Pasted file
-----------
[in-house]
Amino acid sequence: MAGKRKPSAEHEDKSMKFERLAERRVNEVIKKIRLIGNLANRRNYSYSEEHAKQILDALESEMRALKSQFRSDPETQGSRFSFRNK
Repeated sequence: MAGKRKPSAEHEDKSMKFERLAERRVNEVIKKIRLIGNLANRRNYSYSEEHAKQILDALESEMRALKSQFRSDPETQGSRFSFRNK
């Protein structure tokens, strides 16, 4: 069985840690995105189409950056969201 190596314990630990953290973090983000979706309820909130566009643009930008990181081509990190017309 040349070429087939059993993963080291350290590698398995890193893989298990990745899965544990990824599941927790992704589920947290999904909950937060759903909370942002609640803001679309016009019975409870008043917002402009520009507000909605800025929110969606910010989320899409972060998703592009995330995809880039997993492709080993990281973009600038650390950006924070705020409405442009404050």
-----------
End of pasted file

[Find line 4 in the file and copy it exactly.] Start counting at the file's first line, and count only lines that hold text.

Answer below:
């Protein structure tokens, strides 16, 4: 069985840690995105189409950056969201 190596314990630990953290973090983000979706309820909130566009643009930008990181081509990190017309 040349070429087939059993993963080291350290590698398995890193893989298990990745899965544990990824599941927790992704589920947290999904909950937060759903909370942002609640803001679309016009019975409870008043917002402009520009507000909605800025929110969606910010989320899409972060998703592009995330995809880039997993492709080993990281973009600038650390950006924070705020409405442009404050």